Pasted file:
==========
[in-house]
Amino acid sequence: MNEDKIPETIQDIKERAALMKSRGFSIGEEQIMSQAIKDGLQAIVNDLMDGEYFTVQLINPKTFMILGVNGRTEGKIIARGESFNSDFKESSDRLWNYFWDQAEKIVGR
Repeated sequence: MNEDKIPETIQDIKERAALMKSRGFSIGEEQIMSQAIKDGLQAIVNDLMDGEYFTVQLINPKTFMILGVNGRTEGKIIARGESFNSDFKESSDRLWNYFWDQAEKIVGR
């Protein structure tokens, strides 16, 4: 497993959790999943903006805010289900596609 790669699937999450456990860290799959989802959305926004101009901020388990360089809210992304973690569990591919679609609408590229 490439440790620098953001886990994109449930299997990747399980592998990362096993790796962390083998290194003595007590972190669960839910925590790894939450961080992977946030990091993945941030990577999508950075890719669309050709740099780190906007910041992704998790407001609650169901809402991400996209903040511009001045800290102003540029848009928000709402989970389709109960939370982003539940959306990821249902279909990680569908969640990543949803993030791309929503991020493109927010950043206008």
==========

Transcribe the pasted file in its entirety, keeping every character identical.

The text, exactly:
[in-house]
Amino acid sequence: MNEDKIPETIQDIKERAALMKSRGFSIGEEQIMSQAIKDGLQAIVNDLMDGEYFTVQLINPKTFMILGVNGRTEGKIIARGESFNSDFKESSDRLWNYFWDQAEKIVGR
Repeated sequence: MNEDKIPETIQDIKERAALMKSRGFSIGEEQIMSQAIKDGLQAIVNDLMDGEYFTVQLINPKTFMILGVNGRTEGKIIARGESFNSDFKESSDRLWNYFWDQAEKIVGR
């Protein structure tokens, strides 16, 4: 497993959790999943903006805010289900596609 790669699937999450456990860290799959989802959305926004101009901020388990360089809210992304973690569990591919679609609408590229 490439440790620098953001886990994109449930299997990747399980592998990362096993790796962390083998290194003595007590972190669960839910925590790894939450961080992977946030990091993945941030990577999508950075890719669309050709740099780190906007910041992704998790407001609650169901809402991400996209903040511009001045800290102003540029848009928000709402989970389709109960939370982003539940959306990821249902279909990680569908969640990543949803993030791309929503991020493109927010950043206008």